The plea filed by Salem resident Yuvaraj S stated that the review application is primarily based on the contention that the court did not have the occasion to consider that law laid down for judicial review of purported “Public Policy” when there is violation of a larger policy.
The top court, in its December 8 verdict, however, dismissed the appeal of land owners against the acquisition of their land for the project.
The apex court’s verdict had come on a batch of appeals filed by the Centre and the National Highways Authority of India (NHAI) and few land owners and others including PMK leader Anbumani Ramadoss.
These pleas were filed against the Madras High Court’s judgement, delivered on April 8, 2019, holding as “illegal and bad in law” the notifications issued under Section 3A(1) of the National Highways Act for acquisition of specified lands for construction of the new highway which was part of the larger ‘Bharatmala Pariyojna – Phase I5’ project.
A bench of Justices A M Khanwilkar, B R Gavai and Krishna Murari had partly allowed the appeals of the Centre and the NHAI to the extent of quashing of the notification to acquire land for the highway project by the Madras High Court and gave its nod to again proceed with the process.
“The impugned judgment and order is modified. The challenge to impugned notifications under Sections 2(2) and 3A of the 1956 Act, respectively, is negative. The Central Government and/or NHAI may proceed further in the matter in accordance with law for acquisition of notified lands for construction of a national highway for the proposed section/stretch,” the judgement had said.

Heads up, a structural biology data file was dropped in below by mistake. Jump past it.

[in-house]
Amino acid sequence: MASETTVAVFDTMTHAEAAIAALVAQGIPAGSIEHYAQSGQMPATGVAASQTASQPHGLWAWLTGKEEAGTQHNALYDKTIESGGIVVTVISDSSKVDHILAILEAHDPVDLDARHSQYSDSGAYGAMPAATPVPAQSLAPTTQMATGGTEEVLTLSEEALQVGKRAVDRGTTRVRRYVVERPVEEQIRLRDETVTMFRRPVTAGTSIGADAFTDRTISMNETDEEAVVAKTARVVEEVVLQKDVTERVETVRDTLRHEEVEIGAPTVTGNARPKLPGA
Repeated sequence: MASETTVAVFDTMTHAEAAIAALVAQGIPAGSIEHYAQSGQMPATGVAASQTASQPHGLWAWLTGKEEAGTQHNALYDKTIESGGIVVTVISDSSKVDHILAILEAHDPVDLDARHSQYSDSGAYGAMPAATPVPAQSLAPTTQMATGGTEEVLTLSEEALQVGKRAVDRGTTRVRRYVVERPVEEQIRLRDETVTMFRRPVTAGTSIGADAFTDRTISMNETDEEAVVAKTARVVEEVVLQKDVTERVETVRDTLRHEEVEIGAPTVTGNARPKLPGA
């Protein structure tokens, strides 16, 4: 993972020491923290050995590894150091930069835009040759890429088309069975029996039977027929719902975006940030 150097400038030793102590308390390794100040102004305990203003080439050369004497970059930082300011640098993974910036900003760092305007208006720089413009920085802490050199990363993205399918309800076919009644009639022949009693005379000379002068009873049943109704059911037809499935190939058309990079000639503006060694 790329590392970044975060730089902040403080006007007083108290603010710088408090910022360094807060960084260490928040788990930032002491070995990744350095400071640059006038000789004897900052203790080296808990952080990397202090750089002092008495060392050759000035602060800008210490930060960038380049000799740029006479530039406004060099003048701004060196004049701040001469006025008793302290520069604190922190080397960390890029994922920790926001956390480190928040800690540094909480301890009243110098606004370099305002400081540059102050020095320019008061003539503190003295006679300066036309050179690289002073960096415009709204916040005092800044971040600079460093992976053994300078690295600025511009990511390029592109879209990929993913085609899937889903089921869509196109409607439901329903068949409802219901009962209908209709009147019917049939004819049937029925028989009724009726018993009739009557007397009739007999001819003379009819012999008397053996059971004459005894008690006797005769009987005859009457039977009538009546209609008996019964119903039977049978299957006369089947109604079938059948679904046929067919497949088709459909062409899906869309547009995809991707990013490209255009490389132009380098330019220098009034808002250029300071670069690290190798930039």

The ambitious 277.3-km-long eight-lane greenfield project aims to cut travel time between the two cities Chennai and Salem by half to about two hours and 15 minutes.
However, it has been facing opposition from a section of locals, including farmers, over fears of losing their land, besides environmentalists who are against felling trees for it.
The project runs through reserve forest and water bodies.
Earlier, the high court’s order had come on a batch of petitions filed by 35 land owners and PMK leader Ramadoss. They had challenged the land acquisition proceedings.
The high court had made clear that grant of prior environmental clearance would undoubtedly require a thorough study of the area and before that, a public hearing was needed to be conducted.
It had also held as “unsatisfactory” the project report of a consultant and said it needed to be scrapped.
It had said unless a proper study was made, the impact on the forest lands, water bodies, wildlife, flora and fauna cannot be assessed.
Environmental clearance was mandatory since the project would have an adverse impact on the environment, including water bodies, it had said.